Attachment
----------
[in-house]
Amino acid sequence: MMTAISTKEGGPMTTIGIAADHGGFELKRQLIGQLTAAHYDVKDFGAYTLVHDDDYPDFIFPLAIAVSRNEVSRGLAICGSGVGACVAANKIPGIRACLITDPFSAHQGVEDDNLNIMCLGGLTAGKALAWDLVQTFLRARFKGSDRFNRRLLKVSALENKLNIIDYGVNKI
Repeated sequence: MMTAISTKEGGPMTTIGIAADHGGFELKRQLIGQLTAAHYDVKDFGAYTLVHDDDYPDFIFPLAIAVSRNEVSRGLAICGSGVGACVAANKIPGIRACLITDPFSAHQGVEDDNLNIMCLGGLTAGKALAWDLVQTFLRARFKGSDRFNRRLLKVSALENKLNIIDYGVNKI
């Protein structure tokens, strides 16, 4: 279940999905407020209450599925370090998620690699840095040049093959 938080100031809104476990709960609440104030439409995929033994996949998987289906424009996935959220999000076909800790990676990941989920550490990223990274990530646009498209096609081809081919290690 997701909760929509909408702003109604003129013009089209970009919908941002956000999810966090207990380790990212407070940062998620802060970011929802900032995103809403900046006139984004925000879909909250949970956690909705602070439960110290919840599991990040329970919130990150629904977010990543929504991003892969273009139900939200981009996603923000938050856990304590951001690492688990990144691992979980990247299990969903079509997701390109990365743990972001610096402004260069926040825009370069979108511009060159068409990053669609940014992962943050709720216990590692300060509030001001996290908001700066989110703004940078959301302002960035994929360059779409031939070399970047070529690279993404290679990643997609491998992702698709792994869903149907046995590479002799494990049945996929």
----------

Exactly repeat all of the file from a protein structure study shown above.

[in-house]
Amino acid sequence: MMTAISTKEGGPMTTIGIAADHGGFELKRQLIGQLTAAHYDVKDFGAYTLVHDDDYPDFIFPLAIAVSRNEVSRGLAICGSGVGACVAANKIPGIRACLITDPFSAHQGVEDDNLNIMCLGGLTAGKALAWDLVQTFLRARFKGSDRFNRRLLKVSALENKLNIIDYGVNKI
Repeated sequence: MMTAISTKEGGPMTTIGIAADHGGFELKRQLIGQLTAAHYDVKDFGAYTLVHDDDYPDFIFPLAIAVSRNEVSRGLAICGSGVGACVAANKIPGIRACLITDPFSAHQGVEDDNLNIMCLGGLTAGKALAWDLVQTFLRARFKGSDRFNRRLLKVSALENKLNIIDYGVNKI
């Protein structure tokens, strides 16, 4: 279940999905407020209450599925370090998620690699840095040049093959 938080100031809104476990709960609440104030439409995929033994996949998987289906424009996935959220999000076909800790990676990941989920550490990223990274990530646009498209096609081809081919290690 997701909760929509909408702003109604003129013009089209970009919908941002956000999810966090207990380790990212407070940062998620802060970011929802900032995103809403900046006139984004925000879909909250949970956690909705602070439960110290919840599991990040329970919130990150629904977010990543929504991003892969273009139900939200981009996603923000938050856990304590951001690492688990990144691992979980990247299990969903079509997701390109990365743990972001610096402004260069926040825009370069979108511009060159068409990053669609940014992962943050709720216990590692300060509030001001996290908001700066989110703004940078959301302002960035994929360059779409031939070399970047070529690279993404290679990643997609491998992702698709792994869903149907046995590479002799494990049945996929």